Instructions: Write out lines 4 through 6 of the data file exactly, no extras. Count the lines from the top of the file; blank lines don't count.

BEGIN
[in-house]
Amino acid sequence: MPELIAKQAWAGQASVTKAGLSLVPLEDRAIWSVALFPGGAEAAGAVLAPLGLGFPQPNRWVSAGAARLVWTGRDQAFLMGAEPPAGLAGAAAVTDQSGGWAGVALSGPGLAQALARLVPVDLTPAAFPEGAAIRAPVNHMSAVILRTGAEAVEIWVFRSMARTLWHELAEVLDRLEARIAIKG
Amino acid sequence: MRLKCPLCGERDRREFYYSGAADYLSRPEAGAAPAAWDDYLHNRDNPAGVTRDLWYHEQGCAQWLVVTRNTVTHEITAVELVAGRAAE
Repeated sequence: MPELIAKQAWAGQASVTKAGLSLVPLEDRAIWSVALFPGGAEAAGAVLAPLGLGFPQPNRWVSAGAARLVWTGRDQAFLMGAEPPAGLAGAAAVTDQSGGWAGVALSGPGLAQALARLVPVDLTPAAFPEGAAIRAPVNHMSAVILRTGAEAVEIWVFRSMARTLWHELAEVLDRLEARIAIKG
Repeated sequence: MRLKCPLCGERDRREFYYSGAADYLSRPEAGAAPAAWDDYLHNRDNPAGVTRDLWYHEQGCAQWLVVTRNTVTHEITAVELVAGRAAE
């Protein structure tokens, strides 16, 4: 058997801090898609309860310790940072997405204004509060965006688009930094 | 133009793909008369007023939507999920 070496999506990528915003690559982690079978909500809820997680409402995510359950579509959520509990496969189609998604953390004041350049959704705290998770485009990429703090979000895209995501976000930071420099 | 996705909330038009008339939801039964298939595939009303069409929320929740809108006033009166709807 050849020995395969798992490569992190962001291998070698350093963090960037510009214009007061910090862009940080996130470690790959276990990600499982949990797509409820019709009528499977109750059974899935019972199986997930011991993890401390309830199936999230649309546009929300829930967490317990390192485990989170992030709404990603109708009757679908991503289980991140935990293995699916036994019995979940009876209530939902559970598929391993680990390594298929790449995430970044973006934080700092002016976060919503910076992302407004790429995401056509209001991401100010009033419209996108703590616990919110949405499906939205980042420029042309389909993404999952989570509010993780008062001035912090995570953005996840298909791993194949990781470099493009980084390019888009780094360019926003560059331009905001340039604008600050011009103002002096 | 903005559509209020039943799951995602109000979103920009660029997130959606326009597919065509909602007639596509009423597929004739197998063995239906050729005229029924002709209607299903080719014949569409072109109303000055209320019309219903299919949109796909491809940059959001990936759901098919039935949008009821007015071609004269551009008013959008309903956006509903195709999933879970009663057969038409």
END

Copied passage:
Repeated sequence: MPELIAKQAWAGQASVTKAGLSLVPLEDRAIWSVALFPGGAEAAGAVLAPLGLGFPQPNRWVSAGAARLVWTGRDQAFLMGAEPPAGLAGAAAVTDQSGGWAGVALSGPGLAQALARLVPVDLTPAAFPEGAAIRAPVNHMSAVILRTGAEAVEIWVFRSMARTLWHELAEVLDRLEARIAIKG
Repeated sequence: MRLKCPLCGERDRREFYYSGAADYLSRPEAGAAPAAWDDYLHNRDNPAGVTRDLWYHEQGCAQWLVVTRNTVTHEITAVELVAGRAAE
């Protein structure tokens, strides 16, 4: 058997801090898609309860310790940072997405204004509060965006688009930094 | 133009793909008369007023939507999920 070496999506990528915003690559982690079978909500809820997680409402995510359950579509959520509990496969189609998604953390004041350049959704705290998770485009990429703090979000895209995501976000930071420099 | 996705909330038009008339939801039964298939595939009303069409929320929740809108006033009166709807 050849020995395969798992490569992190962001291998070698350093963090960037510009214009007061910090862009940080996130470690790959276990990600499982949990797509409820019709009528499977109750059974899935019972199986997930011991993890401390309830199936999230649309546009929300829930967490317990390192485990989170992030709404990603109708009757679908991503289980991140935990293995699916036994019995979940009876209530939902559970598929391993680990390594298929790449995430970044973006934080700092002016976060919503910076992302407004790429995401056509209001991401100010009033419209996108703590616990919110949405499906939205980042420029042309389909993404999952989570509010993780008062001035912090995570953005996840298909791993194949990781470099493009980084390019888009780094360019926003560059331009905001340039604008600050011009103002002096 | 903005559509209020039943799951995602109000979103920009660029997130959606326009597919065509909602007639596509009423597929004739197998063995239906050729005229029924002709209607299903080719014949569409072109109303000055209320019309219903299919949109796909491809940059959001990936759901098919039935949008009821007015071609004269551009008013959008309903956006509903195709999933879970009663057969038409």